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I’m going to state this right at the start: There are going to be a lot of pictures in this post.  After leaving Lancaster behind Andrea and I made straight for the Lake District. Pulling off the M6 at Penrith we found ourselves quickly in the East Lakes.  The first place we came to was the village of Windermere, which in itself was very pretty, but the lake on whose shores sat the adjoining Bowness-on-Windermere was nothing less than stunning.  Idyllic, even.  It was a mild evening, so we parked up at the lakeside and got out for a stroll.  As is the case with just about everywhere we visited, I don’t have the words to do justice to the beauty of this part of the world, so photographs will have to suffice.

On the shores of Windermere

On the shores of Windermere

Although we were already in the Lake District, there was still quite a drive until we got to our ultimate destination.  We drove from Windermere, through the village of Coniston (although avoiding seeing Coniston Water), then into the West Lakes where the character of the landscapes changed quite dramatically.  From the lush, tree lined shores of Windermere we now found ourselves on higher ground, bleak and barren, with patchy grass, bare rock and hardy sheep.  It reminded me of some places in Connaught, in the West of Ireland, such as Mayo or Sligo.  We were driving on a road that purported to be an A-road, but was so narrow there were passing places on it!  The surroundings engendered a feeling of isolation, and the lack of mobile phone signal only added to this.

At around 8.30pm we arrived at our hotel, the Bower House Inn just outside the village of Eskdale.  Andrea had found this on her holiday research and after a quick look at it online, I was happy to accept her choice.  We parked up and quickly made our way into reception, where a young man happily greeted us and handed over our room keys – and they were actual keys, not swipe cards.  We enquired about dinner, and were informed that the kitchen only served until 9pm, so we had better rush.  Our rooms were located in a different building, although hardly a long distance away, but it did mean having to go outside to get to reception, and the bar/restaurant.  We got up to our rooms tout de suite, and I quickly changed from my jeans & jumper combination into a casual red t-shirt dress with black opaques and knee boots.  Far from formal wear, but I wanted to wear a dress for dinner and so I did just that.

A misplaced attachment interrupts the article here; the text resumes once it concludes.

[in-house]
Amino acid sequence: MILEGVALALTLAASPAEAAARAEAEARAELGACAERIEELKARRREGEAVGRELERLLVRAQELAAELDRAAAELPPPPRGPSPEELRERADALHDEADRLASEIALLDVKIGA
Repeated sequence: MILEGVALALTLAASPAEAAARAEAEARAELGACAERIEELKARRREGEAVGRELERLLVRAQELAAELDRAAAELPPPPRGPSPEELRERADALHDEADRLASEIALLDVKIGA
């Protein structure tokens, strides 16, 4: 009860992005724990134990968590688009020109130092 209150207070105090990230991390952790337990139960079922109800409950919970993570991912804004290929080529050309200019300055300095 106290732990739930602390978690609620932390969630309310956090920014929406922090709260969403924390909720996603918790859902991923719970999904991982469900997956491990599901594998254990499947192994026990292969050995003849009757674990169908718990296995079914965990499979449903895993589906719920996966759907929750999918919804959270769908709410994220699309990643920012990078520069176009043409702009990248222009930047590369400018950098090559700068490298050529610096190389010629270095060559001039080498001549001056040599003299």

Windermere

Windermere

Andrea and I arrived back in the main hotel building with five minutes to spare.  We could see there was a dining room, with two people in it if I recall correctly, and there was also a bar.  The same young man who had checked us into the hotel was now standing behind the bar so we approached him to find out what we should do about dinner.  The main question we had was, do the kitchen staff go home at 9pm and if so does that mean we can’t get dessert?  Happily, dessert was still very much on the menu when we got to it.  We decided to just eat in the bar rather than the restaurant. Not only was there just a nicer atmosphere in the bar, but it was very much in keeping with our “not hiding away” ethos that we both share.

The bar was quiet, with just a handful of people at other tables.  Andrea did initially suggest taking a table in an alcove beside the bar, but I declined, instead suggesting that we sit right in the middle of the bar.  The alcove was too much like hiding away.  I would ultimately be proved wrong with this assertion, but we ordered our drinks and took our table in the middle of the bar area.  I had a pint of their own “Bower House Ale”, and very nice it was too.  Our very friendly waitress came over to take our order. I had rather a large portion of fish chips and mushy peas.  Andrea had lamb chops.  Huge lamb chops.  The biggest lamb chops I have ever seen.  The plate was big, but it couldn’t contain the lamb chops.  That must have been one freakishly big lamb.  Actually, it was locally sourced Cumbrian lamb, and Sellafield nuclear power station is in Cumbria.  Just saying.

Outside the hotel just after breakfast on Tuesday morning

Outside the hotel just after breakfast on Tuesday morning

As we tucked into our main course the bar began to fill with what seemed to be locals in for an evening drink and a chat.  What appeared to be the quiet table in the alcove was now surrounded by around 15 Eskdaleans (if that’s the word).  It was a small bar, so 15 people was actually quite a crowd.  And there were Andrea and I sharing a bar with them, with no eyebrows raised or funny looks as far as I noticed.  At one point I even walked up through the multitude to order another drink at the bar, and all was well.  I was just another woman at the bar.  Which is what I was, in fact.  My fish and chips was excellent, and my dessert of apple crumble was delicious, so by 10.30 we were both completely stuffed and ready for bed.  We parted with a little hug and I retired to my room for a bit of a read and a relatively early night.